Essential reading for our times, as women are pulling together to demand their rights— A landmark portrait of women, men, and power in a transformed world.
“Anchored by data and aromatized by anecdotes, [Rosin] concludes that women are gaining the upper hand." –The Washington Post
Men have been the dominant sex since, well, the dawn of mankind. But Hanna Rosin was the first to notice that this long-held truth is, astonishingly, no longer true. Today, by almost every measure, women are no longer gaining on men: They have pulled decisively ahead. And “the end of men”—the title of Rosin’s Atlantic cover story on the subject—has entered the lexicon as dramatically as Betty Friedan’s “feminine mystique,” Simone de Beauvoir’s “second sex,” Susan Faludi’s “backlash,” and Naomi Wolf’s “beauty myth” once did.
In this landmark book, Rosin reveals how our current state of affairs is radically shifting the power dynamics between men and women at every level of society, with profound implications for marriage, sex, children, work, and more. With wide-ranging curiosity and insight unhampered by assumptions or ideology, Rosin shows how the radically different ways men and women today earn, learn, spend, couple up—even kill—has turned the big picture upside down. And in The End of Men she helps us see how, regardless of gender, we can adapt to the new reality and channel it for a better future.
This debut by Atlantic magazine senior editor Rosin bears witness to a paradigm shift currently turning the gender norms of American society upside down. "Plastic women," adaptable in a changing economy and culture, dominate institutions of higher education and steadily infiltrate the cubicles and boardrooms of a corporate America, and no longer need men to be the breadwinners. "Cardboard men," especially working-class and unskilled men, forced out of their factory jobs by the growing industrial flight, struggle to find purpose and employment in an evolving economy that values brains over brawn and the ability to build teams over handiness with a hammer. Rosin explores these changing gender norms across several settings, from the bedroom to the jail cell (more women are being arrested for violent crime than in the past), and teases out the highs and lows experienced by women attempting to shoulder the breadwinner and housekeeper roles simultaneously. Rosin's passion for the subject is married with the depth of understanding gained from years of reporting to produce confident prose and thorough citation. She deftly balances academic research with relatable anecdotes, from sorority sisters to single mothers. Rosin ends with a vision of both genders putting aside outdated traditions and finding a new normal built on the strength of human connection.
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From the men about to be extinct.
Even though I did not agree with the book what so ever. I couldn't put it down, I don't know if it was the frustration or the topic that wouldn't let me stop. However as a man, I rather be informed and know what the future hold so I can be ready for it. With that said, in no means do I except this future hands down. I rather work myself to the bones then be a say at home husband. Therefore, I thank you Hanna Rosin for writing this book, it gave me a lot to think about my future and the way I intend to change it. For some men like me, I rather choose death then not be able to provide for my family the rest of my life.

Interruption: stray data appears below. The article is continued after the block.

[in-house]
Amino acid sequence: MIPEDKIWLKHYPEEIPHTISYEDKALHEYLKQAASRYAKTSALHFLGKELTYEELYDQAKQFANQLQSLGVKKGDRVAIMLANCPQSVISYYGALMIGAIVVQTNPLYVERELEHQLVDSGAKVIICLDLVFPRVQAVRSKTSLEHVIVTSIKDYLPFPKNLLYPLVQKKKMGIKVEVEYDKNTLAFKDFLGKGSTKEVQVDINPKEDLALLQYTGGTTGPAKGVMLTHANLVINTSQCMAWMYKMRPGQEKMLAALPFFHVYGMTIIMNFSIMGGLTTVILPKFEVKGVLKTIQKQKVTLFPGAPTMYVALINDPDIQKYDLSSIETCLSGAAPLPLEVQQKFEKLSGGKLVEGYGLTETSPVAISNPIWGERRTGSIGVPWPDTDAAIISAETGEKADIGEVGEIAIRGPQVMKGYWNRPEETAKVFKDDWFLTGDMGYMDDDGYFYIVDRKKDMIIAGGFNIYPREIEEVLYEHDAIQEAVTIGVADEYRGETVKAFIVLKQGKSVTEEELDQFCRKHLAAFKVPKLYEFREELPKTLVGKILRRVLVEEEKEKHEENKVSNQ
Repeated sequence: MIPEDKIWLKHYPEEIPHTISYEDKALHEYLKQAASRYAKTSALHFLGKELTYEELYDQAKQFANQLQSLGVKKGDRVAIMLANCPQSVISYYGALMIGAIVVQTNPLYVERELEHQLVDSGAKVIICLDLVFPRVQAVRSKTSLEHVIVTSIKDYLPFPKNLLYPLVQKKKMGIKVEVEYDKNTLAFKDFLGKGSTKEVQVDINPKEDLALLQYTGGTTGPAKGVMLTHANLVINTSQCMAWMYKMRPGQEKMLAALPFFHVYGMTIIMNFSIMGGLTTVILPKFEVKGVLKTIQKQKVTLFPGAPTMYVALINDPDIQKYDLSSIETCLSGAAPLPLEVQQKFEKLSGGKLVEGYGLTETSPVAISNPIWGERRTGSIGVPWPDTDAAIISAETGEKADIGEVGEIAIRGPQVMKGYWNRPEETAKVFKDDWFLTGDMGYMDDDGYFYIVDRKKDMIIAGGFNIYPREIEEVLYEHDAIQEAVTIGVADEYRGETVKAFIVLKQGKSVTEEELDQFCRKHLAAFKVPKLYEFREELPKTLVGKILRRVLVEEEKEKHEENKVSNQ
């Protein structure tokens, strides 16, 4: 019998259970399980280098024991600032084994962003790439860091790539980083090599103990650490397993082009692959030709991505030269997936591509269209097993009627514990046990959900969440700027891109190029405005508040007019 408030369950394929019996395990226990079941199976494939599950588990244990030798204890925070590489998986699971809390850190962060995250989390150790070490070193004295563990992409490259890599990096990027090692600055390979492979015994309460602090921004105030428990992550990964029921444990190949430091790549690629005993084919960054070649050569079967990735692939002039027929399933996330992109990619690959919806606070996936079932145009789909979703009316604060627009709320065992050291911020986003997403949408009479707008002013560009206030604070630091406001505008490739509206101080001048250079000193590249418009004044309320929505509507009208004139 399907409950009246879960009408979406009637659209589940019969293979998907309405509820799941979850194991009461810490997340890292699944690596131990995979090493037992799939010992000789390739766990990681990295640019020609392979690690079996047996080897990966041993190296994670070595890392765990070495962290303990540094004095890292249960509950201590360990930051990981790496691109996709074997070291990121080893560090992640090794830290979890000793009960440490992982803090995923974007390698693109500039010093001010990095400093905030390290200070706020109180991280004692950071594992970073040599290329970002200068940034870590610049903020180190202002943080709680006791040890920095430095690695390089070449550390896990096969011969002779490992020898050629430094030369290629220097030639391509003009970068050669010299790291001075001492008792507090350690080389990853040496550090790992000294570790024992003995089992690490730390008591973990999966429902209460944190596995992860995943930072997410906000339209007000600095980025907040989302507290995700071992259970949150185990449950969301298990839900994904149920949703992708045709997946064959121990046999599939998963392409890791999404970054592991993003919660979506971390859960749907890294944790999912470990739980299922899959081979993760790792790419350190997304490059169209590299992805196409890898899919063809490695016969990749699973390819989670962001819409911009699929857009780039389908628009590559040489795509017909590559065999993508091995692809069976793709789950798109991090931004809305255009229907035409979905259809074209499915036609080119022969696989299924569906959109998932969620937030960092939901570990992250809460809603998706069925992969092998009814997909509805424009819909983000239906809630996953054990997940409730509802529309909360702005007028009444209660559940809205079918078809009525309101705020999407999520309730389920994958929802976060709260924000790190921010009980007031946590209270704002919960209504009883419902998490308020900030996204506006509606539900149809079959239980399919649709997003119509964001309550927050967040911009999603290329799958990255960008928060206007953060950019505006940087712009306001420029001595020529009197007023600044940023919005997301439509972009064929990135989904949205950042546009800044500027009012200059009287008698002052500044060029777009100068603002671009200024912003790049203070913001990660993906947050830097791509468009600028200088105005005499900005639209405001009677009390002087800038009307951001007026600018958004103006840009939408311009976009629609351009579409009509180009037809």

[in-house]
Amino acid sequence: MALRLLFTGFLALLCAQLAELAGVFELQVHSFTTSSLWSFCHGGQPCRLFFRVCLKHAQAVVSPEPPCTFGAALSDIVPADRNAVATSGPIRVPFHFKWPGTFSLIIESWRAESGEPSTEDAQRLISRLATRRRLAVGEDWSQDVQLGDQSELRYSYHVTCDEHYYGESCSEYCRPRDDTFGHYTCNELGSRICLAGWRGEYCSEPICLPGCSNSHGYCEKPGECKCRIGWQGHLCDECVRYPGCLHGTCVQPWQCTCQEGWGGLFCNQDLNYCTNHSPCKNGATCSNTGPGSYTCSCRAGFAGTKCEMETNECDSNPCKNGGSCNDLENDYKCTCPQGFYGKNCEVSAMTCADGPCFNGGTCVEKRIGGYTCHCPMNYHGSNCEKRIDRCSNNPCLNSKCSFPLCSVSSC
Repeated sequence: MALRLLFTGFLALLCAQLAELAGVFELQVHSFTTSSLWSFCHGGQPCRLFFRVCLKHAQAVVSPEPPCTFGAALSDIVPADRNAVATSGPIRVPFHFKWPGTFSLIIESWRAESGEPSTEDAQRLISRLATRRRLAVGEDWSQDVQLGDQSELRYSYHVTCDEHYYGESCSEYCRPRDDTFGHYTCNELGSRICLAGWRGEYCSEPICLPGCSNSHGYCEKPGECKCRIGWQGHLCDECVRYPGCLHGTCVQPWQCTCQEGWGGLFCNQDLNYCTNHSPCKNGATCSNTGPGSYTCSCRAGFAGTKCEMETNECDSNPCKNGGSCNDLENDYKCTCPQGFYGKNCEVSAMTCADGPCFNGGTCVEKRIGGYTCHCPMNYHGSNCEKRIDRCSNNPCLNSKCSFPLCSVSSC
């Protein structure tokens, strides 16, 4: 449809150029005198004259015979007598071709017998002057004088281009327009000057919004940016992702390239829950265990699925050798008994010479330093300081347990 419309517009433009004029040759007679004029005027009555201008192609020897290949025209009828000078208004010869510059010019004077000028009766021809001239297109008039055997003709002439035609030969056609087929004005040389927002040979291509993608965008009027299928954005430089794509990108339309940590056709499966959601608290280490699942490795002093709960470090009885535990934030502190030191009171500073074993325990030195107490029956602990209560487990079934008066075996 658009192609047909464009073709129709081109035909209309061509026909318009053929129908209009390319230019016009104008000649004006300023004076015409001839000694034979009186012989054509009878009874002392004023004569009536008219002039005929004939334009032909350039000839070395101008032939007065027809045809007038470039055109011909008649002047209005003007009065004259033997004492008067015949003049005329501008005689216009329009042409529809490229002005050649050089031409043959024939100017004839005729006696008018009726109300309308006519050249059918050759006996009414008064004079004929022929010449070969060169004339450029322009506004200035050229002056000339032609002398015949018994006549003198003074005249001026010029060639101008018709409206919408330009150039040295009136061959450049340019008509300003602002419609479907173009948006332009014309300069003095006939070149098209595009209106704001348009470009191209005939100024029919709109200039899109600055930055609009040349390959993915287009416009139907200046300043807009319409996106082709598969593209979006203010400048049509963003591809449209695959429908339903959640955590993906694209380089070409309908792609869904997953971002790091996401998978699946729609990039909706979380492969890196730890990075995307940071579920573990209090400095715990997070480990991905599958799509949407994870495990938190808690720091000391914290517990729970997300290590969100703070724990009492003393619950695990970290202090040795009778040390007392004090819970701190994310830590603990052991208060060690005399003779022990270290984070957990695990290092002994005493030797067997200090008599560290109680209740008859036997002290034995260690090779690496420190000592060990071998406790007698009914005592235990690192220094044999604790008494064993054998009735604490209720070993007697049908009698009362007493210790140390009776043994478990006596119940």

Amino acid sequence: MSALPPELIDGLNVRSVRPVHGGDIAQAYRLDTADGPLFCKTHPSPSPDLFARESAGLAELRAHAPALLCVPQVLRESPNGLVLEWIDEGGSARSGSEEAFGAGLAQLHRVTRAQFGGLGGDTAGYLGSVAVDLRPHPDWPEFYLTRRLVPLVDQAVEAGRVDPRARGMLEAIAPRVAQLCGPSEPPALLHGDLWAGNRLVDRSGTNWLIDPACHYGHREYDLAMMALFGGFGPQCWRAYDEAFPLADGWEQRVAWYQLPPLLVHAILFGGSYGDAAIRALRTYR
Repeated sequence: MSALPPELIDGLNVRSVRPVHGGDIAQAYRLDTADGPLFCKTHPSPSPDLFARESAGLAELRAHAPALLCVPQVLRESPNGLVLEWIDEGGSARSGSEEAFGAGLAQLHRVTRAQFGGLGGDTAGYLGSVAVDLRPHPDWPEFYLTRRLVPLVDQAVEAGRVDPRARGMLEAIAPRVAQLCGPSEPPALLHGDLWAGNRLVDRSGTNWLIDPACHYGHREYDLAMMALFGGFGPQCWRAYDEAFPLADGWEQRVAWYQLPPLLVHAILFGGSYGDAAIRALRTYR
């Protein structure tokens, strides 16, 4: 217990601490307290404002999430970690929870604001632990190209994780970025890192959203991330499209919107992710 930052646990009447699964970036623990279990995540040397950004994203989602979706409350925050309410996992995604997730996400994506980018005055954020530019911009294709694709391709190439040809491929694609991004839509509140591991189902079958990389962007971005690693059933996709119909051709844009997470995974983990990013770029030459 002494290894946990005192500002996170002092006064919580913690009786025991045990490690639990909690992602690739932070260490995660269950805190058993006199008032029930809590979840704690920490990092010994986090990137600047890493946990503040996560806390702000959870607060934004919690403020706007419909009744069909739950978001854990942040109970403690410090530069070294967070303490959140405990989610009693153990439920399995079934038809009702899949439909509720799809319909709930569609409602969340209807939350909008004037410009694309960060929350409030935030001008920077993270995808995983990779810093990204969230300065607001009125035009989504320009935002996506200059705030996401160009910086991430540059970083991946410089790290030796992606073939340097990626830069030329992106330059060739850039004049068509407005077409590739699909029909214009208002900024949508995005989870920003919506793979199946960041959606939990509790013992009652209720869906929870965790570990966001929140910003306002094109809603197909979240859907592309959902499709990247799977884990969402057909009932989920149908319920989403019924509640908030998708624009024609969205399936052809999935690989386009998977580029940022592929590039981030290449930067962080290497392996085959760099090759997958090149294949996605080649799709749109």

I had high hopes for this book having read a positive review in a national newspaper but was deeply disappointed. In the first chapter dealing with women's sexual liberation, Rosin's word choice is shockingly foul. Maybe she felt the need to establish "street creds" but it was gratuitous. From there she compares men and women primarily through anecdotes. Though she does refer to some statistics to buttress her case, she relies far too heavily on personal stories.
The book reads as if Rosin started her project with the hypothesis that men are incapable of adapting and then cherry picked interviews and publications to make her point. She complains that men are failing and gives many examples gained by interviewing men, women and couples. She describes men as lazy, uneducated and uninspired. She uses the stories and cites various advertisements to and about men. She asserts that men generally don't have the social skills that women have but does not convincingly explain why.
She is correct that the breadth and extent of the success of women was unexpected and that men have reacted sub-optimally. What she misses is that boys now, like girls in the 1960's, are responding to pervasive socializing messages from their teachers, their parents, their peers and the media. Boys are being socialized to expect to be failures. Rosin, though, seems clueless.
Rosin uses examples of boys adapting to expectations of them as proof that they cannot adapt. She's apparently never heard of the Pygmalion effect and may be too young to remember girls being trapped by their own socialization in the 1960's. Her hypothesis, the title, seems more to be a goal rather than a tested notion.